Alprazolam use and related harm among opioid substitution treatment clients – 12 months follow up after regulatory rescheduling

Rachel M. Deacon, Suzanne Nielsen, Stefanie Leung, Gonzalo Rivas, Tim Cubitt, Lauren A. Monds, Nadine Ezard, Briony Larance, Nicholas Lintzeris

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Background Alprazolam, has been associated with disproportionate harms compared to other benzodiazepines, especially among people in opioid substitution treatment (OST). We examine the effect of the rescheduling of alprazolam in Australia, from Schedule 4 to Schedule 8 in February 2014 amongst a high-risk population of clients in OST. Methods OST participants who reported recent (last month) alprazolam use were recruited from three Sydney clinics. Participants (n = 57) were interviewed immediately prior to rescheduling and again three months and 12 months after rescheduling. We examined self-reported patterns of drug use, drug availability, mental and physical health. A linear mixed models approach was used to analyse changes in alprazolam and other benzodiazepine use. Results Mean days of alprazolam use in the past 28 days decreased from 13.7 to 7.1 days, and mean weekly alprazolam dose decreased from 15.1 mg to 6.1 mg at 12 months follow-up (p = 0.001). Total weekly benzodiazepine use also reduced from a mean of 222 mg diazepam equivalent to 157 mg (p = 0.044). Other substance use did not change significantly. Reported mode of cost price of street alprazolam doubled from $5 to $10 over the 12-month period. Conclusion Alprazolam rescheduling resulted in an overall reduction in alprazolam and total benzodiazepine use, without substitution with other drugs, in the short term. Unintended harms were not observed. Rescheduling appears to have been effective in reducing alprazolam use in this high-risk population.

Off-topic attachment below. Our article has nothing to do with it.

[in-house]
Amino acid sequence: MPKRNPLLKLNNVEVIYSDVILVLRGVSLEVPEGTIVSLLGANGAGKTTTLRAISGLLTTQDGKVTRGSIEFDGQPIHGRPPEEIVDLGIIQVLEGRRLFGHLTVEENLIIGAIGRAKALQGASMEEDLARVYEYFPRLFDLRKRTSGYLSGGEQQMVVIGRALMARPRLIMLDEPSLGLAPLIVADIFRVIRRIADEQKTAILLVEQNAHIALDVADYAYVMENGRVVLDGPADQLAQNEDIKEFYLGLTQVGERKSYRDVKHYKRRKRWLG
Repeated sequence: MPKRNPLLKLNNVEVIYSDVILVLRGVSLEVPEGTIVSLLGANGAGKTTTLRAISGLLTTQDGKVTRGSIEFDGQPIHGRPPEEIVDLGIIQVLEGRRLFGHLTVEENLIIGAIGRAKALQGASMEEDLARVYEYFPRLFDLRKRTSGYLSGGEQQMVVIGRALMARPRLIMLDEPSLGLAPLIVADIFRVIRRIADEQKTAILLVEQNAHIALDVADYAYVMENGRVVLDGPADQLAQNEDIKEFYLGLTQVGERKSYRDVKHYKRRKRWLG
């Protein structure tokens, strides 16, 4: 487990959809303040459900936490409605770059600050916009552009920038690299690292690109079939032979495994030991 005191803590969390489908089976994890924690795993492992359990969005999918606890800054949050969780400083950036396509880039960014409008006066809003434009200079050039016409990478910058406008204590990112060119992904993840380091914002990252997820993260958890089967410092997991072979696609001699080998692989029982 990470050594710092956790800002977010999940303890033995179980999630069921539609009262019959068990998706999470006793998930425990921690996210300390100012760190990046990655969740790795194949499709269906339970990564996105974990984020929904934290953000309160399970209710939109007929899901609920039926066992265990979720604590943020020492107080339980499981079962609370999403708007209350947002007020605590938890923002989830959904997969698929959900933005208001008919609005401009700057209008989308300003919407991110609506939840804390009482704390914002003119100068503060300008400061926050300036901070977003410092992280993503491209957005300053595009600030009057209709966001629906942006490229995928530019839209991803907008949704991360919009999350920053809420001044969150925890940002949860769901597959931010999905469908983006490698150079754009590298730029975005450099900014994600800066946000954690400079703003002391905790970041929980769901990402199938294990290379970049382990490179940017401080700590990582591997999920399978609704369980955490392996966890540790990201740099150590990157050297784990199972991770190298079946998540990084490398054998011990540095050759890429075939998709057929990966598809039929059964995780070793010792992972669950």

Original languageEnglish
Pages (from-to)104-111
Number of pages8
JournalInternational Journal of Drug Policy
Publication statusPublished - Oct 2016
Externally publishedYes


  • Alprazolam
  • Benzodiazepines
  • Opioid substitution treatment
  • Prescription drug misuse

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